Normally in an arrangement with only adjustable backstays - the stay is fixed to a substantial chainplate, while the adjustment section/component is above that part. Could be a simple block & tackle or a complex hydraulic pump unit.
Hopefully we will see.
__________________
Laidback is offline   Reply With Quote
Old 16-08-2010, 14:45   #28
Registered User

Join Date: Aug 2010
Posts: 1
The T24 came with several rig variants, one of which was a double spreader rig (I have one) giving a narrower sheeting angle - some rigs set a larger sail area than others too.
The aft shrouds do indeed connect to chain plates on the stern quarters which are mountings for the stern rails or "pushpit" -quite normal on the T24.
The deck and superstructure are marine ply and need to be kept under cover during the winter to prevent water penetration. Correctly set up, they are good to sail.
__________________

__________________
brizard is offline   Reply With Quote
Reply

Thread Tools
Display Modes Rate This Thread
Rate This Thread:

Posting Rules
You may not post new threads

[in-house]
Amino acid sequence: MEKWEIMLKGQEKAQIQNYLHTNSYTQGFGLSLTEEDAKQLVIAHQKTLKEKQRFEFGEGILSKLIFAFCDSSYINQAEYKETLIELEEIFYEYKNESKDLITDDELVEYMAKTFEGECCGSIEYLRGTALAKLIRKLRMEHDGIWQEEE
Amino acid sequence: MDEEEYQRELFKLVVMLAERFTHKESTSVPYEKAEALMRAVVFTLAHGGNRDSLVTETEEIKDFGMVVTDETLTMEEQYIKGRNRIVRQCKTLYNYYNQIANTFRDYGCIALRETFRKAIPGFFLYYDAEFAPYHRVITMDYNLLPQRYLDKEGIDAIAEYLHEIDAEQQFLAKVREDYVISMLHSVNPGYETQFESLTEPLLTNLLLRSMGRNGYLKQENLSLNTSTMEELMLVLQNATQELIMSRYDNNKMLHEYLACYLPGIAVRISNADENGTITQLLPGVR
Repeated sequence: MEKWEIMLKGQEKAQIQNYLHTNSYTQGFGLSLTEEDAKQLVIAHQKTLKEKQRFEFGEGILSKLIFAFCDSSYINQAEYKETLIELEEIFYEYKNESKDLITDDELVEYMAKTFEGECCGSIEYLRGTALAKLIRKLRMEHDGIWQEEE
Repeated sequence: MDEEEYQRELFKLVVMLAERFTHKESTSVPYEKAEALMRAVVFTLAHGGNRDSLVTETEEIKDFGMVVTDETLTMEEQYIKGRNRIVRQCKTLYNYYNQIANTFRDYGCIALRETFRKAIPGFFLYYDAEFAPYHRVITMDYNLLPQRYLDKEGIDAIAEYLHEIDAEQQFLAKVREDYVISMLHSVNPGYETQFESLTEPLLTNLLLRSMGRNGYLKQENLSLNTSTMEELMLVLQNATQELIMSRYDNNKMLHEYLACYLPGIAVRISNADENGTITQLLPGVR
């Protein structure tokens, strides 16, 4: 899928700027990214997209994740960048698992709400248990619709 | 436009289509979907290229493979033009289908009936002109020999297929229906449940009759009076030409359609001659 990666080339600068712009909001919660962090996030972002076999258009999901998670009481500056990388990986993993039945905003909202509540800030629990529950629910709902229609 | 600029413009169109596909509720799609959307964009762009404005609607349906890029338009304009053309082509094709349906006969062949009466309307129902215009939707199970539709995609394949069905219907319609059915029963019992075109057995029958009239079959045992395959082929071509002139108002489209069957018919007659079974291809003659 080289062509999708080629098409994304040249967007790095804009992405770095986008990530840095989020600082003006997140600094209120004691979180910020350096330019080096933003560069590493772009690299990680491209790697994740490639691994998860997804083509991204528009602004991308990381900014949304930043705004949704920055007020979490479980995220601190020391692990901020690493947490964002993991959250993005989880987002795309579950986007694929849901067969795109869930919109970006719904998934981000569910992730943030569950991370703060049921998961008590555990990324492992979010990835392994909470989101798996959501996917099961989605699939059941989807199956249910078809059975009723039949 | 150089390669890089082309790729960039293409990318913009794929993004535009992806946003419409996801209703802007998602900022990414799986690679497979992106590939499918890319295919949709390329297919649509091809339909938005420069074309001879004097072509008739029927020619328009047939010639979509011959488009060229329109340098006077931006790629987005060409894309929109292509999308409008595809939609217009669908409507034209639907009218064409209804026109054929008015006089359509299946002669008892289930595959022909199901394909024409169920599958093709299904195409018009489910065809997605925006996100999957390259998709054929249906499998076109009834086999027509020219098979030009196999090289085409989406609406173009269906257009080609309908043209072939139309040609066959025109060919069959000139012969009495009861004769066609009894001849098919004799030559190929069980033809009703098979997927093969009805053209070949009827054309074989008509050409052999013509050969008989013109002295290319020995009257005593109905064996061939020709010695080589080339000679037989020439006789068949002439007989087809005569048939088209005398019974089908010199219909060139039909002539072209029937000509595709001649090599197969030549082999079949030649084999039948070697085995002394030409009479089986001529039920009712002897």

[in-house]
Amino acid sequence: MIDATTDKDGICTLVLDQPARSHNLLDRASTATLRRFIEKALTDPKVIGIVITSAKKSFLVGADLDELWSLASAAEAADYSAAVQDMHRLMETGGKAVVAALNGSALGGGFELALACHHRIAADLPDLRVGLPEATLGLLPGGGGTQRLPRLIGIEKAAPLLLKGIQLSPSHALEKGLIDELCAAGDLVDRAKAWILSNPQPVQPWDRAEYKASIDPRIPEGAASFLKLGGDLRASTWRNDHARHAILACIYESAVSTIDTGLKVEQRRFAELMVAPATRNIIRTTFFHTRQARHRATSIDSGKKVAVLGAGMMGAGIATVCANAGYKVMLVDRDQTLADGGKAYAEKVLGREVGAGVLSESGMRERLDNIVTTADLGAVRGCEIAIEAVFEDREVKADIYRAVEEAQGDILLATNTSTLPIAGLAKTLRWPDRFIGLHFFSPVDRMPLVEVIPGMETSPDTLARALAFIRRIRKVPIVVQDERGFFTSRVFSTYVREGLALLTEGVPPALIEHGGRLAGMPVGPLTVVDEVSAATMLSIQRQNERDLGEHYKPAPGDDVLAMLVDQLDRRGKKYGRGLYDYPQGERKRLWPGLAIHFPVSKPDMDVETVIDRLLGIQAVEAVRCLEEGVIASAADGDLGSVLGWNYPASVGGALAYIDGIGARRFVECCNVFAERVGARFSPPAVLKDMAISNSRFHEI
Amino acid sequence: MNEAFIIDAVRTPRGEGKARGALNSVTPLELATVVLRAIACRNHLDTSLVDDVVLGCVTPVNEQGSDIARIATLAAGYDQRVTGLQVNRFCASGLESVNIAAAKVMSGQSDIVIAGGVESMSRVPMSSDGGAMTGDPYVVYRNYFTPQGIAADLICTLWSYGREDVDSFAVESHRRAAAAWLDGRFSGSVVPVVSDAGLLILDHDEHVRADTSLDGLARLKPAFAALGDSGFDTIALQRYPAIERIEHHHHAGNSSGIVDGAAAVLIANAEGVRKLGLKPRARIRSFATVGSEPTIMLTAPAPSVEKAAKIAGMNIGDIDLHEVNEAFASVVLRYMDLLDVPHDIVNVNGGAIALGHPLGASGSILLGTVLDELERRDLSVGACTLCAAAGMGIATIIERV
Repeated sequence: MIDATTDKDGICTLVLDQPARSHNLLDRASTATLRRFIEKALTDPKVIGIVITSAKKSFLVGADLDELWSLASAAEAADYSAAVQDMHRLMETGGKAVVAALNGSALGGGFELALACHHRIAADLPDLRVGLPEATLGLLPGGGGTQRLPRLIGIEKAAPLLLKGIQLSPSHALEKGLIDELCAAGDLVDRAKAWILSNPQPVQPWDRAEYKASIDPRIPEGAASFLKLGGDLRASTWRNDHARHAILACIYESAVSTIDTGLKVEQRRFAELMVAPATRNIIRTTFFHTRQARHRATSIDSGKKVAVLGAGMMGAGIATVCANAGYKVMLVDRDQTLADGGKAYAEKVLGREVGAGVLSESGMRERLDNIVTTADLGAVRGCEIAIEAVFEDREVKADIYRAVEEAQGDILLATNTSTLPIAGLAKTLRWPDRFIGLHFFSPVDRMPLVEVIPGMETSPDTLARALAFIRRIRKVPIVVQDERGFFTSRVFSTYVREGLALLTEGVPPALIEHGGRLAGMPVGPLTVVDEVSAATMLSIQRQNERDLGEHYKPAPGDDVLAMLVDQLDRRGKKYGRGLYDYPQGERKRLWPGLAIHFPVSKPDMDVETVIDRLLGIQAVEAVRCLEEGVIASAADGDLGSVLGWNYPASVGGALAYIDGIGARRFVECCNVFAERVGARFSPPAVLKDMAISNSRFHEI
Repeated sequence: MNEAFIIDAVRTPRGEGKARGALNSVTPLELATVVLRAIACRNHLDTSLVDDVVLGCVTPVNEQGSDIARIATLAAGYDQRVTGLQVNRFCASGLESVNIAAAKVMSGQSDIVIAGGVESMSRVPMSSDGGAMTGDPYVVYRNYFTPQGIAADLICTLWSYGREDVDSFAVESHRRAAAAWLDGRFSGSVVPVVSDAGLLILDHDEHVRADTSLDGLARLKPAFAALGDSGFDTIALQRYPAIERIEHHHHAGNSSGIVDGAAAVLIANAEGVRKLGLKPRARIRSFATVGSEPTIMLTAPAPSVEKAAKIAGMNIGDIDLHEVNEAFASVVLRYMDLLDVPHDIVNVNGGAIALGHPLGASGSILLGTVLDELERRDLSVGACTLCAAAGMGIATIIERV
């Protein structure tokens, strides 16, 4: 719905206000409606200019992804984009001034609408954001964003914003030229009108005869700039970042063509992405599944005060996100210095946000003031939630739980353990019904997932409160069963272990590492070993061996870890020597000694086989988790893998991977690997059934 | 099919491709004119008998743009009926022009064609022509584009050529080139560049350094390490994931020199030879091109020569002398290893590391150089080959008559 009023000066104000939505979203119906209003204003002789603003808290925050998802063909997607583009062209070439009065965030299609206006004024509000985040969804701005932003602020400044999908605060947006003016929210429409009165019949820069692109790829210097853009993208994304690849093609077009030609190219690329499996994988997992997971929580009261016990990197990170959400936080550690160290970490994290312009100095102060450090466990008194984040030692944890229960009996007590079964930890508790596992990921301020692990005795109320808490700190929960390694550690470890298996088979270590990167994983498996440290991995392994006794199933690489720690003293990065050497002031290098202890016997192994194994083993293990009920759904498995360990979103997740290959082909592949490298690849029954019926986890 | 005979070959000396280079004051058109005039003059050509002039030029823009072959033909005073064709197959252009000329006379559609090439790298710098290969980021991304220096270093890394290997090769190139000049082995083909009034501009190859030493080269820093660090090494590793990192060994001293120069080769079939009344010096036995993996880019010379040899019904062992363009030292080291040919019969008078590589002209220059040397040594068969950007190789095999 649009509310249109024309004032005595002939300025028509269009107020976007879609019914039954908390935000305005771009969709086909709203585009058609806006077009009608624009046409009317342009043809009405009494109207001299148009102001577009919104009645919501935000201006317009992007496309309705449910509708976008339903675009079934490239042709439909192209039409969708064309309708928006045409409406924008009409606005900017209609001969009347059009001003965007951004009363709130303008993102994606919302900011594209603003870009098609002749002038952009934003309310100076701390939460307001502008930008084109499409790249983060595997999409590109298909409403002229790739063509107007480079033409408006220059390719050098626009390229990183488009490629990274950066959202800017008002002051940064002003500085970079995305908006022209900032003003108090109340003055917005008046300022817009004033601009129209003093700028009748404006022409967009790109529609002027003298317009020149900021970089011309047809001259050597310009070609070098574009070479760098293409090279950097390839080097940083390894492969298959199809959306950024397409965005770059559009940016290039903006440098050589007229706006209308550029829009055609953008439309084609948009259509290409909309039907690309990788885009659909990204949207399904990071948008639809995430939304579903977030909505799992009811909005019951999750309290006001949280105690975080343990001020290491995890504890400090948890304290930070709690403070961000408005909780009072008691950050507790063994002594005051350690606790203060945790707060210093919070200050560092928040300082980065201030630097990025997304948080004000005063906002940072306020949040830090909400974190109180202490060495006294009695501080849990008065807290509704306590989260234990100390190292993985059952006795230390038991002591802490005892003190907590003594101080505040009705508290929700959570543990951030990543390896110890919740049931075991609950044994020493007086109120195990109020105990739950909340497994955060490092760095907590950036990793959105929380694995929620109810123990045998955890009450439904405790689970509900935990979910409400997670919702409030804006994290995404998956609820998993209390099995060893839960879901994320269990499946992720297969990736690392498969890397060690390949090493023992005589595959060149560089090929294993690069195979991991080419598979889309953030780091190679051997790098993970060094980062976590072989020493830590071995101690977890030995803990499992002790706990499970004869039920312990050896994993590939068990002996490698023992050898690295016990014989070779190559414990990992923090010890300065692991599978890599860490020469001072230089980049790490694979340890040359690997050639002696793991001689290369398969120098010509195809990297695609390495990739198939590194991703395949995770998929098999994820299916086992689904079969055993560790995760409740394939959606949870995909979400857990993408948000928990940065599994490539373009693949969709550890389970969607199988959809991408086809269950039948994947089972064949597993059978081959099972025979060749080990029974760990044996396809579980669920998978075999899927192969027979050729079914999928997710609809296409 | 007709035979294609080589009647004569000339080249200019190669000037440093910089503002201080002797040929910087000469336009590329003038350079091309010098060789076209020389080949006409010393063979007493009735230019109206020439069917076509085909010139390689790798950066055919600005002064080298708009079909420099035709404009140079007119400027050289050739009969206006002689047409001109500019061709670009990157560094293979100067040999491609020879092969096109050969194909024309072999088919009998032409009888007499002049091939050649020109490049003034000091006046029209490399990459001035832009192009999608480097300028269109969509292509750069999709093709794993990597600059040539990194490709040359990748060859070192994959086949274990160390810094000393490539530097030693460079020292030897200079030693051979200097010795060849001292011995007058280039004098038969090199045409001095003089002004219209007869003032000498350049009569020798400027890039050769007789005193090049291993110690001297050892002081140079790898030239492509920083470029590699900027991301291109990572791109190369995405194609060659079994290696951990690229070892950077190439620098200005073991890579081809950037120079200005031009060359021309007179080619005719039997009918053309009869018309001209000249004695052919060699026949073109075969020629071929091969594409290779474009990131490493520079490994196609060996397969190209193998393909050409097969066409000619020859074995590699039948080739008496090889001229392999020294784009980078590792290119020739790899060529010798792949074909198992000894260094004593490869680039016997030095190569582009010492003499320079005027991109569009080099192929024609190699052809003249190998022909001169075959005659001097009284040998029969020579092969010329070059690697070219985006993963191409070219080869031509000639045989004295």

You may not post replies
You may not post attachments
You may not edit your posts

BB code is On
Smilies are On
[IMG] code is On
HTML code is Off
Trackbacks are Off
Pingbacks are Off
Refbacks are Off


Similar Threads
Thread Thread Starter Forum Replies Last Post
PVC Spreaders? (For a 24'er?) pressuredrop Construction, Maintenance & Refit 5 09-04-2010 08:11
Replacing My Spreaders? Steelshooter Construction, Maintenance & Refit 4 27-11-2009 11:01
Repair to Spreaders mickmul Deck hardware: Rigging, Sails & Hoisting 11 10-03-2008 03:47
Spreaders Islandmike Construction, Maintenance & Refit 7 16-05-2006 13:14
Damaged spreaders irwinsailor Construction, Maintenance & Refit 3 28-01-2004 18:13



Copyright 2002- Social Knowledge, LLC All Rights Reserved.

All times are GMT -7. The time now is 00:06.


Google+
Powered by vBulletin® Version 3.8.8 Beta 1
Copyright ©2000 - 2017, vBulletin Solutions, Inc.
Social Knowledge Networks
Powered by vBulletin® Version 3.8.8 Beta 1
Copyright ©2000 - 2017, vBulletin Solutions, Inc.

ShowCase vBulletin Plugins by Drive Thru Online, Inc.